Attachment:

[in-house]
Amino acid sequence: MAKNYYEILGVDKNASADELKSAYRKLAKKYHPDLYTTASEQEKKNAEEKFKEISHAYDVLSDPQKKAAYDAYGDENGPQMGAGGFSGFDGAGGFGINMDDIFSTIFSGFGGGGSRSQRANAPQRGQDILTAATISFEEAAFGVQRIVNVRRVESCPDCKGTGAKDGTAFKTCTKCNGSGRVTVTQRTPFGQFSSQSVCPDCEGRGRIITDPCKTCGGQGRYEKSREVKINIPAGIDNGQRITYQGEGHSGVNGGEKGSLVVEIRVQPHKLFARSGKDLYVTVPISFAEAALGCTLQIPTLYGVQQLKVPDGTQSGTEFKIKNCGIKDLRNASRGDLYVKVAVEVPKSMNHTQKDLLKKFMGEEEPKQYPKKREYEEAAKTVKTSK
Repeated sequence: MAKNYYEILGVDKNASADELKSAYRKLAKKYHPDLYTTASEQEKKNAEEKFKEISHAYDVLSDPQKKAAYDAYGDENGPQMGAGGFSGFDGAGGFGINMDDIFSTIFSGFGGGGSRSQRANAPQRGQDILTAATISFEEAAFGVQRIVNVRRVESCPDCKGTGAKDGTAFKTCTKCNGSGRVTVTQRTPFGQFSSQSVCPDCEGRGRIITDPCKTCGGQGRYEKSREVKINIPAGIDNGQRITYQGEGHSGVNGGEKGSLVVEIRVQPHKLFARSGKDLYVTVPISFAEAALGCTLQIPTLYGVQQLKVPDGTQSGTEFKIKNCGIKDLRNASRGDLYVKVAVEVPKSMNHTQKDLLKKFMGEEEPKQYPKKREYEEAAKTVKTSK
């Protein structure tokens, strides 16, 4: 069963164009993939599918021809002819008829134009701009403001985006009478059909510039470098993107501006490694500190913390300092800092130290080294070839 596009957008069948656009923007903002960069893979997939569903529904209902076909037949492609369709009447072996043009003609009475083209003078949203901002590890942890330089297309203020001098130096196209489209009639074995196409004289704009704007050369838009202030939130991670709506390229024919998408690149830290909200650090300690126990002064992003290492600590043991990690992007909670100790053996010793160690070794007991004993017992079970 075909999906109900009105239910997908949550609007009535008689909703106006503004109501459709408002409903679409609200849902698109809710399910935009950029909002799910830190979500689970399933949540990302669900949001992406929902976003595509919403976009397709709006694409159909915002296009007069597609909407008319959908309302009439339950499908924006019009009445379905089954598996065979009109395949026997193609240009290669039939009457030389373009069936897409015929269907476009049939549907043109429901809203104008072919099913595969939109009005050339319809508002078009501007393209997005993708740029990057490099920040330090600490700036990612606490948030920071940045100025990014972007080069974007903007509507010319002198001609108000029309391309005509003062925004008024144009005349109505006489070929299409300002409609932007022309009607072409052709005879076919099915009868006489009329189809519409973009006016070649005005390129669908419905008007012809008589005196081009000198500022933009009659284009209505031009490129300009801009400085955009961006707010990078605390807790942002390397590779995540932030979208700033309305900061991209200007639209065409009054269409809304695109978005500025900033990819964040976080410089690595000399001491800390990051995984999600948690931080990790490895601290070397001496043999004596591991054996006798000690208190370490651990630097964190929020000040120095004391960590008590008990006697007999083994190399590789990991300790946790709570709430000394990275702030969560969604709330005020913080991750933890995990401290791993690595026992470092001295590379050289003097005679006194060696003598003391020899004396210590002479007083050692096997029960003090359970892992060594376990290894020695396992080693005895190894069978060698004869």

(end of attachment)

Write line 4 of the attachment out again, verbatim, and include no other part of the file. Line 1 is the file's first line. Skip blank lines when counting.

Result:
């Protein structure tokens, strides 16, 4: 069963164009993939599918021809002819008829134009701009403001985006009478059909510039470098993107501006490694500190913390300092800092130290080294070839 596009957008069948656009923007903002960069893979997939569903529904209902076909037949492609369709009447072996043009003609009475083209003078949203901002590890942890330089297309203020001098130096196209489209009639074995196409004289704009704007050369838009202030939130991670709506390229024919998408690149830290909200650090300690126990002064992003290492600590043991990690992007909670100790053996010793160690070794007991004993017992079970 075909999906109900009105239910997908949550609007009535008689909703106006503004109501459709408002409903679409609200849902698109809710399910935009950029909002799910830190979500689970399933949540990302669900949001992406929902976003595509919403976009397709709006694409159909915002296009007069597609909407008319959908309302009439339950499908924006019009009445379905089954598996065979009109395949026997193609240009290669039939009457030389373009069936897409015929269907476009049939549907043109429901809203104008072919099913595969939109009005050339319809508002078009501007393209997005993708740029990057490099920040330090600490700036990612606490948030920071940045100025990014972007080069974007903007509507010319002198001609108000029309391309005509003062925004008024144009005349109505006489070929299409300002409609932007022309009607072409052709005879076919099915009868006489009329189809519409973009006016070649005005390129669908419905008007012809008589005196081009000198500022933009009659284009209505031009490129300009801009400085955009961006707010990078605390807790942002390397590779995540932030979208700033309305900061991209200007639209065409009054269409809304695109978005500025900033990819964040976080410089690595000399001491800390990051995984999600948690931080990790490895601290070397001496043999004596591991054996006798000690208190370490651990630097964190929020000040120095004391960590008590008990006697007999083994190399590789990991300790946790709570709430000394990275702030969560969604709330005020913080991750933890995990401290791993690595026992470092001295590379050289003097005679006194060696003598003391020899004396210590002479007083050692096997029960003090359970892992060594376990290894020695396992080693005895190894069978060698004869």